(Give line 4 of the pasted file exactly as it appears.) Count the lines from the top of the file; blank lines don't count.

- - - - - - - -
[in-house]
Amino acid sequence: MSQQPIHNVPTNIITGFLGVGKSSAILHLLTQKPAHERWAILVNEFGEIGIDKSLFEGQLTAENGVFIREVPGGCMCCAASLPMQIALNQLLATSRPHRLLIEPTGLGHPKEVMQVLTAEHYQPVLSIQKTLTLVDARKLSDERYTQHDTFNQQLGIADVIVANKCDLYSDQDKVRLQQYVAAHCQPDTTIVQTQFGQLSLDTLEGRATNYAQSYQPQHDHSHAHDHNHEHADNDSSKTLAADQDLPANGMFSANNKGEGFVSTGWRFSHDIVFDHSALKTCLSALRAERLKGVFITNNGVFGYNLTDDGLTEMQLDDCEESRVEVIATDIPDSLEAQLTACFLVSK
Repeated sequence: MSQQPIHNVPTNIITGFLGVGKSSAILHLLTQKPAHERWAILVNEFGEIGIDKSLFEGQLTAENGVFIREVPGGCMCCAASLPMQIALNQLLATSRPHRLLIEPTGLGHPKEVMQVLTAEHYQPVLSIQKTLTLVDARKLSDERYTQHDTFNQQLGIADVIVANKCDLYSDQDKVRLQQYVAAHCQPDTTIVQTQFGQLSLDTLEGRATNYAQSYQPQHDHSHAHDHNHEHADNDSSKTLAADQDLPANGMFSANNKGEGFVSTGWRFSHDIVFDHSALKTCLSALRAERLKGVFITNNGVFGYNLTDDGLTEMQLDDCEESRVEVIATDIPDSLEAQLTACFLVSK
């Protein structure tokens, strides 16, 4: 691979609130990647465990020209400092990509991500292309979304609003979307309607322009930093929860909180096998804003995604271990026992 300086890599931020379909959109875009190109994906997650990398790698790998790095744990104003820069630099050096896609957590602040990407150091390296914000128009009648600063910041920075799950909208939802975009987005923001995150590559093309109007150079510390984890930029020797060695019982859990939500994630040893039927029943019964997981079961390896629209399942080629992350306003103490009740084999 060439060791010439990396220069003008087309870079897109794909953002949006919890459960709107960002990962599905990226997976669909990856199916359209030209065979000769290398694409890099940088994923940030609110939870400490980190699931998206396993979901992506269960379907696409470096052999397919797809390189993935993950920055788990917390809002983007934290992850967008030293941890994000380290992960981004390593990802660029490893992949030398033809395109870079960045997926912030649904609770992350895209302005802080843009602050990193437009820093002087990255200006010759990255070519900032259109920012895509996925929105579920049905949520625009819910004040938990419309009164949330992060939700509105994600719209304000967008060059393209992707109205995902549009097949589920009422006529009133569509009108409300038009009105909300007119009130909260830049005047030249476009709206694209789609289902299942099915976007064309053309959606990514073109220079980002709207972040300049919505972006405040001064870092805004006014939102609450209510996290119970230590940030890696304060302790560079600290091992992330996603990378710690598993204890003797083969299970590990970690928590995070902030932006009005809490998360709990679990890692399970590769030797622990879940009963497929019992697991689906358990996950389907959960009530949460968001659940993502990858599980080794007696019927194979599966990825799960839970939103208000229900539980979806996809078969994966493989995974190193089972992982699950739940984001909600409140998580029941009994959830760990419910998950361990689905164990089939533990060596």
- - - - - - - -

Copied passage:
């Protein structure tokens, strides 16, 4: 691979609130990647465990020209400092990509991500292309979304609003979307309607322009930093929860909180096998804003995604271990026992 300086890599931020379909959109875009190109994906997650990398790698790998790095744990104003820069630099050096896609957590602040990407150091390296914000128009009648600063910041920075799950909208939802975009987005923001995150590559093309109007150079510390984890930029020797060695019982859990939500994630040893039927029943019964997981079961390896629209399942080629992350306003103490009740084999 060439060791010439990396220069003008087309870079897109794909953002949006919890459960709107960002990962599905990226997976669909990856199916359209030209065979000769290398694409890099940088994923940030609110939870400490980190699931998206396993979901992506269960379907696409470096052999397919797809390189993935993950920055788990917390809002983007934290992850967008030293941890994000380290992960981004390593990802660029490893992949030398033809395109870079960045997926912030649904609770992350895209302005802080843009602050990193437009820093002087990255200006010759990255070519900032259109920012895509996925929105579920049905949520625009819910004040938990419309009164949330992060939700509105994600719209304000967008060059393209992707109205995902549009097949589920009422006529009133569509009108409300038009009105909300007119009130909260830049005047030249476009709206694209789609289902299942099915976007064309053309959606990514073109220079980002709207972040300049919505972006405040001064870092805004006014939102609450209510996290119970230590940030890696304060302790560079600290091992992330996603990378710690598993204890003797083969299970590990970690928590995070902030932006009005809490998360709990679990890692399970590769030797622990879940009963497929019992697991689906358990996950389907959960009530949460968001659940993502990858599980080794007696019927194979599966990825799960839970939103208000229900539980979806996809078969994966493989995974190193089972992982699950739940984001909600409140998580029941009994959830760990419910998950361990689905164990089939533990060596």